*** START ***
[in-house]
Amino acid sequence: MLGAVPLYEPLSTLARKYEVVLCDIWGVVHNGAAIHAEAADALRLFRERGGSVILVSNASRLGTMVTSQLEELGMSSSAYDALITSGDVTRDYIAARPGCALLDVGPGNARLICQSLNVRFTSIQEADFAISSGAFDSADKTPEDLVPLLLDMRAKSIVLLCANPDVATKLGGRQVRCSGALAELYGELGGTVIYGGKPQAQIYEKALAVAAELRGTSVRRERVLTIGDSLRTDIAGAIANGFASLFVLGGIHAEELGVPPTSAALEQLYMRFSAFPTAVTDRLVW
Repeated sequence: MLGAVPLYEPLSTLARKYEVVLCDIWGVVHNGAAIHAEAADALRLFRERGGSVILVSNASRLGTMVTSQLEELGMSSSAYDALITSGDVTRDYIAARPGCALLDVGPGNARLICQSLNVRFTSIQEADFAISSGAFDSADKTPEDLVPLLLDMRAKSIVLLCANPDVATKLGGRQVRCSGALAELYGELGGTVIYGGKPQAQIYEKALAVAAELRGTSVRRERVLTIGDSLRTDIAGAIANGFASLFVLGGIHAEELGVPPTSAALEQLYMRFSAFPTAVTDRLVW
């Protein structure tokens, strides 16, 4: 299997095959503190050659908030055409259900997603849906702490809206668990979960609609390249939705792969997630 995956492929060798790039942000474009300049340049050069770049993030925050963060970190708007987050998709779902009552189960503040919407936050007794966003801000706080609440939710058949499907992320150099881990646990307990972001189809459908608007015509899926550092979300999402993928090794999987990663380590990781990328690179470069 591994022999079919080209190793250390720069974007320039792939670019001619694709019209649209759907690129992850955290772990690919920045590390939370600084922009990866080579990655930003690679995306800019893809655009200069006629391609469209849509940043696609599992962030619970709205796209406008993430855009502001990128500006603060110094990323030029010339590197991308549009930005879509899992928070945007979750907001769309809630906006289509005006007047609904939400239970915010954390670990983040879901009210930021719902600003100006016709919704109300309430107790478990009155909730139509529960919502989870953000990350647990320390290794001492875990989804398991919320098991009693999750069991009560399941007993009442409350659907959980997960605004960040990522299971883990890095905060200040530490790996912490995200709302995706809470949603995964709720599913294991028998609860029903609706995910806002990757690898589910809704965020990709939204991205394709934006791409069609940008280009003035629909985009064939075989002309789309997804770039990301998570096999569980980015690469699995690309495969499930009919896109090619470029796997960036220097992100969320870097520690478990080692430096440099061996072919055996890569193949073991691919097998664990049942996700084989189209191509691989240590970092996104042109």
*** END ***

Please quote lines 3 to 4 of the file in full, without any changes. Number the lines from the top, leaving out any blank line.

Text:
Repeated sequence: MLGAVPLYEPLSTLARKYEVVLCDIWGVVHNGAAIHAEAADALRLFRERGGSVILVSNASRLGTMVTSQLEELGMSSSAYDALITSGDVTRDYIAARPGCALLDVGPGNARLICQSLNVRFTSIQEADFAISSGAFDSADKTPEDLVPLLLDMRAKSIVLLCANPDVATKLGGRQVRCSGALAELYGELGGTVIYGGKPQAQIYEKALAVAAELRGTSVRRERVLTIGDSLRTDIAGAIANGFASLFVLGGIHAEELGVPPTSAALEQLYMRFSAFPTAVTDRLVW
């Protein structure tokens, strides 16, 4: 299997095959503190050659908030055409259900997603849906702490809206668990979960609609390249939705792969997630 995956492929060798790039942000474009300049340049050069770049993030925050963060970190708007987050998709779902009552189960503040919407936050007794966003801000706080609440939710058949499907992320150099881990646990307990972001189809459908608007015509899926550092979300999402993928090794999987990663380590990781990328690179470069 591994022999079919080209190793250390720069974007320039792939670019001619694709019209649209759907690129992850955290772990690919920045590390939370600084922009990866080579990655930003690679995306800019893809655009200069006629391609469209849509940043696609599992962030619970709205796209406008993430855009502001990128500006603060110094990323030029010339590197991308549009930005879509899992928070945007979750907001769309809630906006289509005006007047609904939400239970915010954390670990983040879901009210930021719902600003100006016709919704109300309430107790478990009155909730139509529960919502989870953000990350647990320390290794001492875990989804398991919320098991009693999750069991009560399941007993009442409350659907959980997960605004960040990522299971883990890095905060200040530490790996912490995200709302995706809470949603995964709720599913294991028998609860029903609706995910806002990757690898589910809704965020990709939204991205394709934006791409069609940008280009003035629909985009064939075989002309789309997804770039990301998570096999569980980015690469699995690309495969499930009919896109090619470029796997960036220097992100969320870097520690478990080692430096440099061996072919055996890569193949073991691919097998664990049942996700084989189209191509691989240590970092996104042109």